Generation X and the Myth of the American West

Epistle to Evan Leet:  Love Searle.  Kindly ignore the inter-class-ic nature of this post that only you will catch.  Baptists in a liquor store.

Douglas Copeland’s Generation X joins a collection of works concerned with varying aspects of the novel’s namesake contrasting the American West from the East.  Like House of Leaves and its predecessors (western films, Kerouac novels, gold-rush-era newspapers I reckon), as well as the work authors like Bret Easton Ellis, Gen-X discusses a ‘freedom’ ‘liberation’ or ‘escape’ from the hardships of, say, New York City’s (any eastern-style city–minimal sky, no hellos, no tans, coughing, cigarettes, dirt snow dirtysnow etc) pace and ruthlessness, or some imagined oppression of the northeastern universities.  In these narratives, the West is a strong symbol of hedonistic liberty, where (mostly) men are free to wander aimlessly in senses geographic, sexual, spiritual, beginning with the cowboy and growing into the aspiring show businessperson, the beat-style road tripper and, finally, in dejected young people (like our Andy) looking for a kind of social asylum, escape.

The heritage of the American West has a certain coherence in earlier conceptions: gunslingers, beat drifters, gold-rushers, ‘hippies’ and even early film execs seem to share in a common bravado and boldness that is exclusively American in its abandon of ties and past in order to achieve personal success or satisfaction.

Gen-X’s leading trio don’t seem at first to fit within this model…  Palm Springs is perhaps the most exemplary of the class of ‘community’ to which it belongs.  Small, rich, white, old, warm–a handful of time-sharing old golfers with more money than most people (possibly including them) could ever imagine, lying in sunhats and topsiders around swimming pools sipping frozen cocktails.  This is of course a heinous generalization, but that is the image that Palm Springs inspires, (or did inspire–before it became a realworld craigslist for wealthy homosexual men) and the one that much of Generation X depends on.  Andy isn’t saving a family of farmers from outlaw horsethieves.  He’s not out to make himself and win his fortune.  He goes to the West for many of the same reasons that the old rich people the three main characters carefully resent–escape.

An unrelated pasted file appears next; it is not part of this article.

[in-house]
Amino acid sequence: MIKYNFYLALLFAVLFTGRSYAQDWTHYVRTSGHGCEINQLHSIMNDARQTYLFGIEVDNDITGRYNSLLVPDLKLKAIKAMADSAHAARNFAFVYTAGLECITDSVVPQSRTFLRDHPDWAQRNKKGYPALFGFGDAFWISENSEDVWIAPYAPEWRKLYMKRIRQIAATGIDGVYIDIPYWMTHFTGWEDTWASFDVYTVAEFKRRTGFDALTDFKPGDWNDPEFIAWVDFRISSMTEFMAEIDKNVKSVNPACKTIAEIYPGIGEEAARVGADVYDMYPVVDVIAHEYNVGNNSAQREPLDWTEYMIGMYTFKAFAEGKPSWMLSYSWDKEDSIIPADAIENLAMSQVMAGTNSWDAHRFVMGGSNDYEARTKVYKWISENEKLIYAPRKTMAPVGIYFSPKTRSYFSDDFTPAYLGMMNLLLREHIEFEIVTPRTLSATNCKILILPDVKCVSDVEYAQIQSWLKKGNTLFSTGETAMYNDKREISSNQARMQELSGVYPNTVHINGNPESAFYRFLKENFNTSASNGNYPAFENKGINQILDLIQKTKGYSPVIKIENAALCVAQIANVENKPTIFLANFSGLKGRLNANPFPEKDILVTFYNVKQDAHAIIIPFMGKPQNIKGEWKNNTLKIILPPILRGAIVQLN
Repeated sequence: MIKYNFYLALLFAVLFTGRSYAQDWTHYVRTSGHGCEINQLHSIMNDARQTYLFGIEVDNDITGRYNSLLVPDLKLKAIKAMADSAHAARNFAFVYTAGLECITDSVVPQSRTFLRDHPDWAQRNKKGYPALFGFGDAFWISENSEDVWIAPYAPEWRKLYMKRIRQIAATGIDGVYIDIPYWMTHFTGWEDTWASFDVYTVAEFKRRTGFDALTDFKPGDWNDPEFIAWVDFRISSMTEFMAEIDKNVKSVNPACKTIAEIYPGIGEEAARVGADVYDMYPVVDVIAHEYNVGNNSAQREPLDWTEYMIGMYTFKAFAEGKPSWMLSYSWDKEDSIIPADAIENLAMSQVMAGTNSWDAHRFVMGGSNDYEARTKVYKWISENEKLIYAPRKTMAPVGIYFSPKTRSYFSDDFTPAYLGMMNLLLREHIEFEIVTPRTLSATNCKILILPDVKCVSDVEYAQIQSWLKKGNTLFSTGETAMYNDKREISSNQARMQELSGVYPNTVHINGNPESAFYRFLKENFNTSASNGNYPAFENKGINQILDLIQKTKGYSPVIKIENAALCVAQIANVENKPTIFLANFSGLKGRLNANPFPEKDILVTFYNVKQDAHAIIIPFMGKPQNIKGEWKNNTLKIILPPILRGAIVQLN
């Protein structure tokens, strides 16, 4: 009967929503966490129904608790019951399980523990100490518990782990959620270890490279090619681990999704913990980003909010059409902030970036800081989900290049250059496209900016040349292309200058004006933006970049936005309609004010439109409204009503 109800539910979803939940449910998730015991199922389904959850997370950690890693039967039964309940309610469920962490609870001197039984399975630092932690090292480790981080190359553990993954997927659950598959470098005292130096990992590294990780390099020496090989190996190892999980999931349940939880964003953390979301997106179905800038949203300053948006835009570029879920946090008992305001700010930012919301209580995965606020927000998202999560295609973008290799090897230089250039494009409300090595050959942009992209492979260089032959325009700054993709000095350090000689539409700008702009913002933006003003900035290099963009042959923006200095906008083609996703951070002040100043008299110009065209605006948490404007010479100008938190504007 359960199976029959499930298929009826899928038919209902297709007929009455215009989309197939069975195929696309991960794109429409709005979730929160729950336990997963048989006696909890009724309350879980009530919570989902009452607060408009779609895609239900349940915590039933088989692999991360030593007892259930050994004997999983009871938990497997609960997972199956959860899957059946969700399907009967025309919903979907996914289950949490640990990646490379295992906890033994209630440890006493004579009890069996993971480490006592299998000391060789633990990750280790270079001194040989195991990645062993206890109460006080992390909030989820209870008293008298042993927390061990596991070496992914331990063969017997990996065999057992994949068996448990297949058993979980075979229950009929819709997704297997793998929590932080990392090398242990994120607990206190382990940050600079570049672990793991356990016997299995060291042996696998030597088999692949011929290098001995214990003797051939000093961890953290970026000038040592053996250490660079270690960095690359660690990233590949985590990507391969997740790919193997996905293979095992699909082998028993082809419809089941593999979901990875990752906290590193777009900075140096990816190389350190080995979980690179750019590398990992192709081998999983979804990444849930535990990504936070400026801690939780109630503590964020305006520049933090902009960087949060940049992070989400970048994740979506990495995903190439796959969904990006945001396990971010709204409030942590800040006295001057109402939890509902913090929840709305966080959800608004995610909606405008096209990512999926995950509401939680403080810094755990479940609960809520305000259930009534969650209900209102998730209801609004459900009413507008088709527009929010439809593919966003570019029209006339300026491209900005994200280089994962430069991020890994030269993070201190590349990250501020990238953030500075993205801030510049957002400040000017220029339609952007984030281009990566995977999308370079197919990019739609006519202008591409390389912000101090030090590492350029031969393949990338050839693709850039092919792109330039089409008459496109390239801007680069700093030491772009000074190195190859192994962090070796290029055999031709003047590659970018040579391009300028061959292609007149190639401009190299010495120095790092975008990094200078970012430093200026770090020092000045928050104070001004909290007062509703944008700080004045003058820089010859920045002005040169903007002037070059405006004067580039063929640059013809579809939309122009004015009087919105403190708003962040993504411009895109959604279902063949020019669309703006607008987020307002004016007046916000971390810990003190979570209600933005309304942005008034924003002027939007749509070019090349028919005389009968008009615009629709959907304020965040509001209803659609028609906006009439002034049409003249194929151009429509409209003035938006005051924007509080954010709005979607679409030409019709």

Perhaps this is complicated by Andy’s hailing from Canada, but as his place in the “Poverty Jet-Set” establishes West as a place (historically, economically, socially as much as… no MORE than geographically) more than a direction.  As the Rabbi in Angels in America declares in the opening eulogy, that journey (the journey west) is no longer possible as it once was.  Bill Shatner helps us make it for $299 roundtrip in the off-season.  Does this mark the evaporation of the Great Western Movement, Manifest Destiny et al in Generation X?  Or is it the culmination of the Western experience?  Is it just QFD?  With no more meaning?

It seems that it’s just a different kind of Fucking Drag.  The West we (especially those raised in the Northeast) see in its varied presentations in film, on television and on album covers more probably never existed.  It’s always been desert, struggle, disappointment.  Jay’s infamous green light is replaced by a red light bulb that is “fun but tiring.”

“Nostalgia is a weapon.”

The fruits of the traditional West, or the mythic West, are not to be resisted for Coupland, but should re recognized as non-existent.


~ by dukerogersnelson on February 21, 2010.

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